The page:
Physiotherapy: Vivian has started reaching for things more with her right hand, which is exciting. We are still working on rolling from front to back and from back to front both ways, as well as sitting. It feels like we’ve been working on these things for ages. I guess we have. Still hoping one day we’ll get there!

Vivian’s wrist brace came last week. It’s a bit long for her arm, so we are only putting it on for a few minutes at a time to get her used to it for now.

We tried Vivian again in her high chair today, but this time we shortened the legs so that she’s only about a foot off of the floor, instead of up at the highest setting. She took it really well and played with a spinning toy that has a suction cup on it, to fasten to the high chair tray. She really likes this toy and will often reach for it with her right hand to spin it, which is awesome.

Vivian Spinning Toy

ACC: We were meant to have a meeting with our ACC case worker on Friday but it got pushed back to this coming Friday. She suggested that we consider some inpatient, intensive therapy in Auckland at the Wilson Centre. I don’t even know how that would work logistically at this point in time, with Vivian not sleeping through the night in her cot yet. Perhaps once we’ve mastered this transition. I never thought they would suggest it for us but maybe it will be good for Vivian. It also frightens me to think about going to another 24-hour care situation, with nurses and doctors. I didn’t realize it scared me until just now. Those memories of being in NICU and wondering when we would get to leave stick with you sometimes.

We also were informed that Vivian is entitled to attendant care hours each week, for the care that she requires which is above and beyond what she would need if she didn’t suffer her brain injury. This means we can get someone in from a healthcare provider to watch Vivian if we need to, who will be equipped to deal with a high needs child, and also that Ben can work as her family carer through the healthcare provider, and be paid to take care of Vivian for these hours and no longer has to work nights on the weekends.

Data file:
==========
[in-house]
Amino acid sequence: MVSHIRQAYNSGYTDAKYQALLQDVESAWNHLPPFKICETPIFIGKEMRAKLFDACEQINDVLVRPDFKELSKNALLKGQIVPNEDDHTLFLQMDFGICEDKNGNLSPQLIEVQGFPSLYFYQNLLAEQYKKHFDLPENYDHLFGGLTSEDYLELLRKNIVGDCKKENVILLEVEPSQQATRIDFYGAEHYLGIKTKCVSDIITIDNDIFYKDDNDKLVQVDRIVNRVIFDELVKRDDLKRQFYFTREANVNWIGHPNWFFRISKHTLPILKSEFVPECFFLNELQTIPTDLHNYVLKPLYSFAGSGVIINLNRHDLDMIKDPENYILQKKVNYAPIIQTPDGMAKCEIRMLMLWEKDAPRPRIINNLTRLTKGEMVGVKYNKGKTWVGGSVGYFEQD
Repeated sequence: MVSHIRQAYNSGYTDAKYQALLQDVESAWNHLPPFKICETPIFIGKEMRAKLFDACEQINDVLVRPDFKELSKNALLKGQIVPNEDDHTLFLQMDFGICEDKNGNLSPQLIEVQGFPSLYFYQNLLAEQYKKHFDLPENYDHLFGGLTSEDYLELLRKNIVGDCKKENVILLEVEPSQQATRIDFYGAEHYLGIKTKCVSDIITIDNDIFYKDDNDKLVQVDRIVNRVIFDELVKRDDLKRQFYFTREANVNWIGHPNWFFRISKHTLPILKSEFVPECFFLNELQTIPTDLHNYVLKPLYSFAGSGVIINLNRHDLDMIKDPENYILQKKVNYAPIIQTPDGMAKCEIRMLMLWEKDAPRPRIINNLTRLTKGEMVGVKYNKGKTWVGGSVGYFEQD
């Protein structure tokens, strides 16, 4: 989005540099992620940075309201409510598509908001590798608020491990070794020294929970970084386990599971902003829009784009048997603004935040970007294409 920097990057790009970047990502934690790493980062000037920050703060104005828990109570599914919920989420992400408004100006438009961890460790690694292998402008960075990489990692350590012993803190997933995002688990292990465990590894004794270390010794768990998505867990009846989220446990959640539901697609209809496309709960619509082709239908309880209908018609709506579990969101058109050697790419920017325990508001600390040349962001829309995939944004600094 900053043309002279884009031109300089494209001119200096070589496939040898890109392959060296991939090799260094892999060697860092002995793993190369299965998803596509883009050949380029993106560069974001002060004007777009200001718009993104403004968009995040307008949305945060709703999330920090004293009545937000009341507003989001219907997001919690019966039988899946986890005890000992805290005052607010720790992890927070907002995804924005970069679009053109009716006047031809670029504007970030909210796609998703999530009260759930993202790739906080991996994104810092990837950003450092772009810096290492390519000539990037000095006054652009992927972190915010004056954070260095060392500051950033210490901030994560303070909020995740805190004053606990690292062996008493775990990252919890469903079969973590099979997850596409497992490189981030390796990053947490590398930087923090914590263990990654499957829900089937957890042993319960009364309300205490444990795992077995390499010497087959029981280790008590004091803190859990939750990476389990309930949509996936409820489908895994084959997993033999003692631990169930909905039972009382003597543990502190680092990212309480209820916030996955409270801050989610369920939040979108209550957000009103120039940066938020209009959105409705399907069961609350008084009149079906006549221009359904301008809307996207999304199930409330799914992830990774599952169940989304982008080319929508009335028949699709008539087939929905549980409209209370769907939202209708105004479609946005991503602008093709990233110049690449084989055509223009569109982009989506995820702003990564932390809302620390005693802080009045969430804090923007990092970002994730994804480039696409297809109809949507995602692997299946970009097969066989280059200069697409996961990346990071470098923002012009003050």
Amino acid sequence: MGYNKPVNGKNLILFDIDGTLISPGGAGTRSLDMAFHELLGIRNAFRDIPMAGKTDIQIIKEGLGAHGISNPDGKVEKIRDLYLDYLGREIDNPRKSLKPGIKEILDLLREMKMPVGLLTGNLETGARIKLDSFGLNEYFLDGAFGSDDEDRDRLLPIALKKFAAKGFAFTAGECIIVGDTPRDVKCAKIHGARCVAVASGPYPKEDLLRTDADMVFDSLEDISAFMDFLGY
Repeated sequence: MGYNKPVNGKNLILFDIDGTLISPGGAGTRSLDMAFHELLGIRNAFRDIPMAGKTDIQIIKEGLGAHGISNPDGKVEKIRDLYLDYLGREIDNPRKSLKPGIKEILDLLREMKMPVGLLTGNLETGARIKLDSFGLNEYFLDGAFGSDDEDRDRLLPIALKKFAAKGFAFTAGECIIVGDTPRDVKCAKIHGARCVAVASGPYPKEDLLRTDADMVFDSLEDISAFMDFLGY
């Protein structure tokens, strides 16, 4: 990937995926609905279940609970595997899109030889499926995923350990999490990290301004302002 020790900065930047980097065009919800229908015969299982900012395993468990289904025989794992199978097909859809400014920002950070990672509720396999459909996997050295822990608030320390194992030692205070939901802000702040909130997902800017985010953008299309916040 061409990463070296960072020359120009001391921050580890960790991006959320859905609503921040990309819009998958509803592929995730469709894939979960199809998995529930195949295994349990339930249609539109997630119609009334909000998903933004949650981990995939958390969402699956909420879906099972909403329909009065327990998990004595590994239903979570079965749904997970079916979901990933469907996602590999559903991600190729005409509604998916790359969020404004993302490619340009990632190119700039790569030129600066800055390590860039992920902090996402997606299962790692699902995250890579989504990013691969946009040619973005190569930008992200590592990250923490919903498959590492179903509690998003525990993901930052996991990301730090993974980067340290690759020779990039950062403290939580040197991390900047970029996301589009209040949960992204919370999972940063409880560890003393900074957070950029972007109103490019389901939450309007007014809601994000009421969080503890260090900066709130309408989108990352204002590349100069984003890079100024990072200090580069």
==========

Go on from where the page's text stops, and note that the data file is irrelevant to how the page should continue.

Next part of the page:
This also means on the weekends we can all finally spend some time together instead of Ben or I having to catch up on sleep in shifts. It feels like a huge weight has been lifted for Ben, but also for me as well. It really didn’t seem worth the money for us to be so stressed over him getting enough sleep for work, or the risk he took working security every week.

Vision: We are now waiting on a report from BLENNZ to find out whether they think Vivian has some degree of CVI. If she does (and I’m pretty sure she does), I think she’ll be invited for a proper assessment and therapy in Auckland at some point for this as well. That’s probably a long ways off, though.

We are also waiting for a follow up appointment with the ophthalmologist in Christchurch Eye Clinic to find out whether Vivian will need surgery to correct her strabismus (Vivian’s eyes not lining up all the time). Another thing I’m trying not to think about! :)

In the mean time, we have been looking at finding toys for Vivian that offer a lot of visual stimulation – reflective toys and toys that light up. We also think that she is attracted to yellow and red toys more than other toys (common for babies with CVI), which would explain why Mr. Snail is her favorite toy and she’s taken a liking to a yellow plush toy by giving it kisses and drooling all over it (she doesn’t do this with any other toys).

Mr. Snail

Hearing: Vivian has some sparkly new hearing aid molds, and her ears continue to be nice and clear every time we go to her hearing appointments. She is getting harder and harder to distract during these appointments though. They suggested we bring in her favorite toys, since she really doesn’t take to new toys like NT kids would, probably due to her vision impairment. She likes familiar things.

We aren’t due back for another month, so Mr. Snail will come with us to the next appointment. Writing about this now has made me think that her reaction-based hearing test has fallen through the cracks, as we haven’t had to do the puppet thing again since the first time. Will call them and query this tomorrow, as I know the specialist wanted her back at least once a month to do the puppet thing, so Vivian would remember it instead of waiting two or three months before doing it again and her having to relearn.

Phew! I think that’s everything! Hopefully my next post will have some good birthday pictures. We decided to invite some folks over to celebrate and we’re not sure how it will go with our house being so small. We wanted to make sure we could calm Vivian down if she gets worked up, so home was the best place to be able to do that.

Hugs from us to you! Please leave us some comments and tell us what’s happening in your world.

Missing Ophthalmologist Notes

Skip this post if you want updates on Vivian – this is more about the New Zealand medical system and how frustrating it is at times. I will be writing a Vivian update post tomorrow, I promise!